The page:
The 2021 Mazda3 Turbo does share its suspension components with the standard car. That means a torsion beam rear axle, which does sting a bit when you know a truly independent would make the handling that much better. In practice, I didn’t feel that was a significant compromise, particularly thanks to G-Vectoring Control. That system uses the brakes and can reduce power to optimize vertical load when turning into a corner. It’s meant to smoothen out cornering to provide linear steering feel so the car doesn’t feel skittish. G-Vectoring Control is subtle, but it does its work so the car feels compliant.
Comfort and Convenience
If you were impressed by the normal Mazda3’s interior layout and materials, then your opinion won’t change here. The 2021 Mazda3 Turbo uses the same interior layout, with a few upscale touches for good measure. After all, this more potent version starts at $30,845 for the sedan. Mazda’s been on a roll with their interiors, and this model is certainly no exception. The seats are a bit firm (as is the ride). However, it’s more supportive than uncomfortable, and all the controls fall easily to hand.
You can access the menus on the 8.8-inch infotainment display through the command dial and adjacent buttons. Really, not having touchscreen accessibility is a minor loss, as this second-generation MazdaConnect system is a vast improvement in terms of intuitive layout and responsiveness. What’s even better, Mazda actually did something about the 360-degree camera system. That was a serious gripe I had in all their late 2010’s models, including the Mazda6 and 2019-2020 Mazda3s. Mazda stuck to a mixed analog and digital gauge cluster, as well. It may look a bit underrated compared to its luxury rivals, but it also doesn’t bombard you with information. Everything is clearly understandable, although I still don’t understand why there’s an analog and digital fuel gauge right next to each other.
In terms of equipment, you get a sunroof, dual-zone climate control, lane keep assist, automatic headlights, automatic emergency braking and blind spot monitoring as standard. As with the normal car, Apple CarPlay and Android Auto are a given here, as well. The Premium Plus Package tacks another $2,550 onto the price, but adds a rear lip spoiler, front and rear parking sensors, that 360-degree camera, rear Smart Brake support, baked-in navigation, Traffic Sign Recognition, Traffic Jam Assist, leather-trimmed sport seats and a frameless rearview mirror.
Otherwise, the interior of the 2021 Mazda3 Turbo remains virtually identical to its standard counterpart. Again, you do have the option of a sedan or hatchback, with the practicality ramifications that choice brings.
Verdict: As an enthusiast I’m sad, but…
Make no mistake — the 2021 Mazda3 Turbo is a good car. It’s now satisfyingly quick, it looks great and the interior is actually better than anything the Germans manage at their entry-level price points. As an alternative to the luxury cars it’s gunning for, it’s pretty much impossible to fault. Getting better performance at a lower price point seriously helps its case, and if you’re on the fence, I’ll make it simple for you: Just buy one.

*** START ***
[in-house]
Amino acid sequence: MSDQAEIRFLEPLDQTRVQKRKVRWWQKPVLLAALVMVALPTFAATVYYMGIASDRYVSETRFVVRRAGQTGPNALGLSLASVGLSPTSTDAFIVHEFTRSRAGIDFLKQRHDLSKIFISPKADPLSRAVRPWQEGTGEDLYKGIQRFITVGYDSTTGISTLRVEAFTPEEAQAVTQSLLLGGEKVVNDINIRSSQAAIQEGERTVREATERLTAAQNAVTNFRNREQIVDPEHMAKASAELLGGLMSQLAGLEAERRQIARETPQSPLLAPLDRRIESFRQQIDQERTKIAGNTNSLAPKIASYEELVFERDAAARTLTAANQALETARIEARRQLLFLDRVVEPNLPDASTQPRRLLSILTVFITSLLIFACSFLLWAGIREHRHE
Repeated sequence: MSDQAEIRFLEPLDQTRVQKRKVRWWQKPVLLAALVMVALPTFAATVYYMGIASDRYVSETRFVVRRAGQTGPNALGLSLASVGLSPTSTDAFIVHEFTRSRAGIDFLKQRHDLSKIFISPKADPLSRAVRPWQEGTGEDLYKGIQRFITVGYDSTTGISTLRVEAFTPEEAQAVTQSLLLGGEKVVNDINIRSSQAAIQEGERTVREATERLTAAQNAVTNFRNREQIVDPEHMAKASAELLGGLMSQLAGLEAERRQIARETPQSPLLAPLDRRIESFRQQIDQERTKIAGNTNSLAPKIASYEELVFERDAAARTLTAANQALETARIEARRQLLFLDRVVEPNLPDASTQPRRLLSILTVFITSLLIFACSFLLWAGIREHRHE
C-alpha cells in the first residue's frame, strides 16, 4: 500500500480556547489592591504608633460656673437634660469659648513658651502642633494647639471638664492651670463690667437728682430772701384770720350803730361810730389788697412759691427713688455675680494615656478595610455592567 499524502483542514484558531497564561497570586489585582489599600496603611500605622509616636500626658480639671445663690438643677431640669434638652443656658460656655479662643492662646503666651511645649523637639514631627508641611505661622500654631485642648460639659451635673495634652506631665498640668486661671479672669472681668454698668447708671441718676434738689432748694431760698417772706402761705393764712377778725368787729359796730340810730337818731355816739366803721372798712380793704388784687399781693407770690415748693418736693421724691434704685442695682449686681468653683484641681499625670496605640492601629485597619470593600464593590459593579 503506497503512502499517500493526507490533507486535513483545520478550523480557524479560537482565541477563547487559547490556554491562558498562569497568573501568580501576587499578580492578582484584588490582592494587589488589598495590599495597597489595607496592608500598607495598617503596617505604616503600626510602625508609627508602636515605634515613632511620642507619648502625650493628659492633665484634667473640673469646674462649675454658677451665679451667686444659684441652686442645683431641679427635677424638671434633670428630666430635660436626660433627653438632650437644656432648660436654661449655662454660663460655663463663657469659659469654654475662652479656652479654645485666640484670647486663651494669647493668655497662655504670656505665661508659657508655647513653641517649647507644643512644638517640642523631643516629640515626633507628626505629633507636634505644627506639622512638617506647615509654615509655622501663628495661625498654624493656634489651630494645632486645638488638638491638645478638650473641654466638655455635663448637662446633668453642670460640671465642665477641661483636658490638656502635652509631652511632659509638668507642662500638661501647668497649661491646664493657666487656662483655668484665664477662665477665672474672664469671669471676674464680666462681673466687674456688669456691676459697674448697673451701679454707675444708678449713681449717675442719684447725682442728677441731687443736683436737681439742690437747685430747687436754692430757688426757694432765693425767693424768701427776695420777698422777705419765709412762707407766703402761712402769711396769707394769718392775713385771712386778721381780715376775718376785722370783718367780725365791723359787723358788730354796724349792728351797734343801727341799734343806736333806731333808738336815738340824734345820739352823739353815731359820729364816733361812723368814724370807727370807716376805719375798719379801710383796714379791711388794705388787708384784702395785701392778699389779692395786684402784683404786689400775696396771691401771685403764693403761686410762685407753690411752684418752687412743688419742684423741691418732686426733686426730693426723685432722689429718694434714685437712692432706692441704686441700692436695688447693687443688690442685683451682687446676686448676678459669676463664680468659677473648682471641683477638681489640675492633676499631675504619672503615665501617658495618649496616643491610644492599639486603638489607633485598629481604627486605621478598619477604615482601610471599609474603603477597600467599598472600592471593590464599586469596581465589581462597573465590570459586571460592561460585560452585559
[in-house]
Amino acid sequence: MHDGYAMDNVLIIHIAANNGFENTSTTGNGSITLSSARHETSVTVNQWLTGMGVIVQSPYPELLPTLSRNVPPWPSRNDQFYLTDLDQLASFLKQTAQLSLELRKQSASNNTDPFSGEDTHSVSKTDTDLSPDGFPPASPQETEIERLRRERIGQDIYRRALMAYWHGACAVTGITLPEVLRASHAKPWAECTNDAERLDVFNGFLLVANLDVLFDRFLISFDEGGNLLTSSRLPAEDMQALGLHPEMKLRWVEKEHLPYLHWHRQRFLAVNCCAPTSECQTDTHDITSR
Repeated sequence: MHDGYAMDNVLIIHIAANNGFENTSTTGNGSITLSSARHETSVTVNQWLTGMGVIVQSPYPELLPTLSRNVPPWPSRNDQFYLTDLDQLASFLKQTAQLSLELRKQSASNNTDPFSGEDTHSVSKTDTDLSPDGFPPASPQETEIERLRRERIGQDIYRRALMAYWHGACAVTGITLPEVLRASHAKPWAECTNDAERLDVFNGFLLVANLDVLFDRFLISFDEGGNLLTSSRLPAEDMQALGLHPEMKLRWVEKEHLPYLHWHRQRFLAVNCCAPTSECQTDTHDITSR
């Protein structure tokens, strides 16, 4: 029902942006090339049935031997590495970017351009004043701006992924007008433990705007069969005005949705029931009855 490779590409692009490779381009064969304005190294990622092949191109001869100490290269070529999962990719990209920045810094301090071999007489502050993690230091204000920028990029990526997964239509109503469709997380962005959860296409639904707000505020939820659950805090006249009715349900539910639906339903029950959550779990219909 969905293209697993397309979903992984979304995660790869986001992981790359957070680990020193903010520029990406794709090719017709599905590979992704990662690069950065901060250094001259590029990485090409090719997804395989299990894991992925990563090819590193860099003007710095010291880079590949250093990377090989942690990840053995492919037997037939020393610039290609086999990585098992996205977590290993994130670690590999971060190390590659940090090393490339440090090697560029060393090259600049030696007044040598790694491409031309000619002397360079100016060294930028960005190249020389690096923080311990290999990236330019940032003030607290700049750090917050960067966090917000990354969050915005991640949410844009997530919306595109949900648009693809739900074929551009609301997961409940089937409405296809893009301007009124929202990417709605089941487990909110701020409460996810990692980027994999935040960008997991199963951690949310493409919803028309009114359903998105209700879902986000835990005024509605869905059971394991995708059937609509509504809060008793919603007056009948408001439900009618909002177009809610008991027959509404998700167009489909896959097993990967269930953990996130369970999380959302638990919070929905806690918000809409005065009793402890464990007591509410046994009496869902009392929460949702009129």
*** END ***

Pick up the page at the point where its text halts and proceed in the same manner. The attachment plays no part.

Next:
As a current Mazda owner, I almost, almost want to pull the trigger on this one. It’s just…I adore the Mazdaspeed3, for all its faults. That car says fun hot hatch, and this just doesn’t. That’s all right — I know that’s not what Mazda’s aiming for here. Strictly speaking as a hot hatch lover, though, this didn’t give me the fizz I hoped for in all those years of anticipation.
So, on that basis, if I can’t have my hot hatch I’m going to shop with my sensible hat on. As such, I would probably wait for the Mazda3-based CX-30 Turbo to arrive. That offers a bit more crossover practicality. The Mazda3 is still a better looking car and a better handling prospect, but I’ll admit my perspective is a bit skewed by my inability to fully accept what Mazda is now versus what it used to be. Take that for what you will, and if you’re looking for a luxury experience for thousands less than the conventional go-to cars offer, then by all means pick up a Mazda3 Turbo.
2021 Mazda3 Turbo (Hatchback) Specs:
|Base Price:||$31,845 (including destination)|
|Engine||2.5-liter turbocharged I-4|
|Horsepower:||250 horsepower (on 93 octane fuel)|
227 horsepower (on 87 octane fuel)
|Torque:||320 lb-ft (on 93 octane fuel)|
310 lb-ft (on 87 octane fuel)
|23 City / 31 Highway / 26 Combined MPG|
|Drivetrain layout:||Front-engine, all-wheel drive|
|Suspension:||Front: Independent MacPherson strut|
Rear: Torsion beam axle
|Brakes:||Front: 11.61-inch vented discs|
Rear: 10.43-inch solid discs
|Dimensions (L x W x H):||175.6 x 70.7 x 56.7 inches|
|Ground clearance:||5.5 inches|
|Legroom (F/R):||42.3 in. / 35.1 in.|
|Headroom (F/R):||37.5 in. / 36.5 in.|
|Passenger volume:||92.7 cubic feet|
|Cargo volume:||20.1 cubic feet (seats up); 47.1 cubic feet (seats folded)|
|Curb weight:||3,261 pounds|